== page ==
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Finally brothers, whatever is true, whatever is honorable, whatever is just, whatever is pure, whatever is lovely, whatever is commendableóif there is any moral excellence and if there is any praiseódwell on these things. (Philippians 4:8 HCSB)

Very high up on our Tivo priority list is the Apprentice.  For some reason, we, like many other Americans canít wait to hear the Donald give someone the cobra hand and say, ďYouíre fired!Ē During a January 2005 episode, a contestant asked Mr. Trump about the truthfulness of an urban legend thatís been floating from one email box to another since 1996.  As the story goes, a stranger stops to change the flat on a Limo, not knowing who was in it.  When asked, Trump gladly allowed the Good Samaritan to change the tire.  All the man wanted in return was for Trump to send his wife some flowers.  Trump did more than that; along with the flowers was a note that said he and Ivana paid off their mortgage for them.  After a slight hesitation, Trump  told the contestant that the story was true.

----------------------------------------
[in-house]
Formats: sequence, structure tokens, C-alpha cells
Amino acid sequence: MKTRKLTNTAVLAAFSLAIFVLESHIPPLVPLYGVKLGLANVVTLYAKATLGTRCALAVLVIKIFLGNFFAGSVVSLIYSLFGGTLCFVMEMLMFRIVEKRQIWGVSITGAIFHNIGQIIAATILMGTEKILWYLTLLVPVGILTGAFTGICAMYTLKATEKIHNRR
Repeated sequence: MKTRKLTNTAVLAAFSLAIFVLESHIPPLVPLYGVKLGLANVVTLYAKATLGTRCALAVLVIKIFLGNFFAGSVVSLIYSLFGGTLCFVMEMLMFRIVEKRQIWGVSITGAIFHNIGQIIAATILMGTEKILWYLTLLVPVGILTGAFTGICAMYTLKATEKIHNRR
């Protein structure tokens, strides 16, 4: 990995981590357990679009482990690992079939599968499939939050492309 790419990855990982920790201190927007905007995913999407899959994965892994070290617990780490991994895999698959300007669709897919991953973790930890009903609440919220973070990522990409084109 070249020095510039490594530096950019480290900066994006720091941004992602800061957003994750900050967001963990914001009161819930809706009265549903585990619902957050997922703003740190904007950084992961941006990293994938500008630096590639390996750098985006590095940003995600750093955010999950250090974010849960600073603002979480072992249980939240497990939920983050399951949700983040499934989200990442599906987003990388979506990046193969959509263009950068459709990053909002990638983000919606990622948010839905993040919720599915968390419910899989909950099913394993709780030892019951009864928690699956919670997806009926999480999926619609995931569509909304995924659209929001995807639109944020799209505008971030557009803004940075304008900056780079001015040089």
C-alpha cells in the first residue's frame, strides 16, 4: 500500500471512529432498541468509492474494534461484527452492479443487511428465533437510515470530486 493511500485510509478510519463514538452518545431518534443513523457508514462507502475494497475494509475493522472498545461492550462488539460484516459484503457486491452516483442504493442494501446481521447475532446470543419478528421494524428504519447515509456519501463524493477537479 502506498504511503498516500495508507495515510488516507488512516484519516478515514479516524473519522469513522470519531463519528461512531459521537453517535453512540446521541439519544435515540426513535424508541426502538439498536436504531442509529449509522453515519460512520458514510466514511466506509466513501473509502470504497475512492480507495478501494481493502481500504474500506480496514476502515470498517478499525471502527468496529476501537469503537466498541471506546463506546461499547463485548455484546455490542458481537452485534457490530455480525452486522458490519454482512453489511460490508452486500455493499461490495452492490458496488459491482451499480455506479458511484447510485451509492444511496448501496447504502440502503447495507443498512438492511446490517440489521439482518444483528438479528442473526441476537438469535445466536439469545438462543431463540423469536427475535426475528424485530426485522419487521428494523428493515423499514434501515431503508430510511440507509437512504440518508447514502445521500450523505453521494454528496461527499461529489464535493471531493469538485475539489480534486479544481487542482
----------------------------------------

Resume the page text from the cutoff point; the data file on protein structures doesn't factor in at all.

A few things troubled me about the story.  One was Trumpís hesitation.  The only reason I could think of why a person would hesitate to answer that questions would be out of modesty.  The Donald is a lot of things, but modest?  Come on, I donít think so.  Then I wondered what limo driver would be able to keep a job who didnít know how to change a flat?  Since time is money, Iím sure Trump wouldnít appreciate a slacker driver who hesitated even for a moment. 

 And then there is the fact that the manís name isnít mentioned, and that the original story was traced back to Trumpís media people and that there are various versions of the story, one happening in Michigan when he was with Ivana, and the other in New Jersey with Marla.

Now Iím not going to say that Trump wasnít telling the truth, but I had enough suspicion that he wasnít to check it out at, a website dedicated to exposing urban legends as false or verifying that they are true.  You can see what they said about this one at later.  But for now, let me just say, donít believe everything you see and hear.  Before we can dwell on the truth, we have to know what is true, and what isnít.

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Impact Preaching: A Case for the
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